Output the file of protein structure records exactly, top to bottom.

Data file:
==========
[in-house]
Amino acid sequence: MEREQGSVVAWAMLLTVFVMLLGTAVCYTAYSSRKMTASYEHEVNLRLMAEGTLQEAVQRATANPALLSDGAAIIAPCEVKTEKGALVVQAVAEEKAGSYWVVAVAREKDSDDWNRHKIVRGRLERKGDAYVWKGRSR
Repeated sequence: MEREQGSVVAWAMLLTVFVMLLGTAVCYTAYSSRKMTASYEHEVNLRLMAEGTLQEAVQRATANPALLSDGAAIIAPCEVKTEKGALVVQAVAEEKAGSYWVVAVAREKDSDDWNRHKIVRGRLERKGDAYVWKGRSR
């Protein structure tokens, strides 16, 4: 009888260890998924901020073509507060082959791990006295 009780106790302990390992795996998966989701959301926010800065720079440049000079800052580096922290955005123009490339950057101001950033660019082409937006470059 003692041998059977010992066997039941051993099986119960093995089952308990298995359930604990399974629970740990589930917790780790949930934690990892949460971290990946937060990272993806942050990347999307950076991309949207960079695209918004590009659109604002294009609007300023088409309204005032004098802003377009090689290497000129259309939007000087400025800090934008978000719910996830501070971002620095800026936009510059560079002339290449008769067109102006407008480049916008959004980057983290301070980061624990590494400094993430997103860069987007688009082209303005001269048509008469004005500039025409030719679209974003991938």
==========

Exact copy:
[in-house]
Amino acid sequence: MEREQGSVVAWAMLLTVFVMLLGTAVCYTAYSSRKMTASYEHEVNLRLMAEGTLQEAVQRATANPALLSDGAAIIAPCEVKTEKGALVVQAVAEEKAGSYWVVAVAREKDSDDWNRHKIVRGRLERKGDAYVWKGRSR
Repeated sequence: MEREQGSVVAWAMLLTVFVMLLGTAVCYTAYSSRKMTASYEHEVNLRLMAEGTLQEAVQRATANPALLSDGAAIIAPCEVKTEKGALVVQAVAEEKAGSYWVVAVAREKDSDDWNRHKIVRGRLERKGDAYVWKGRSR
């Protein structure tokens, strides 16, 4: 009888260890998924901020073509507060082959791990006295 009780106790302990390992795996998966989701959301926010800065720079440049000079800052580096922290955005123009490339950057101001950033660019082409937006470059 003692041998059977010992066997039941051993099986119960093995089952308990298995359930604990399974629970740990589930917790780790949930934690990892949460971290990946937060990272993806942050990347999307950076991309949207960079695209918004590009659109604002294009609007300023088409309204005032004098802003377009090689290497000129259309939007000087400025800090934008978000719910996830501070971002620095800026936009510059560079002339290449008769067109102006407008480049916008959004980057983290301070980061624990590494400094993430997103860069987007688009082209303005001269048509008469004005500039025409030719679209974003991938």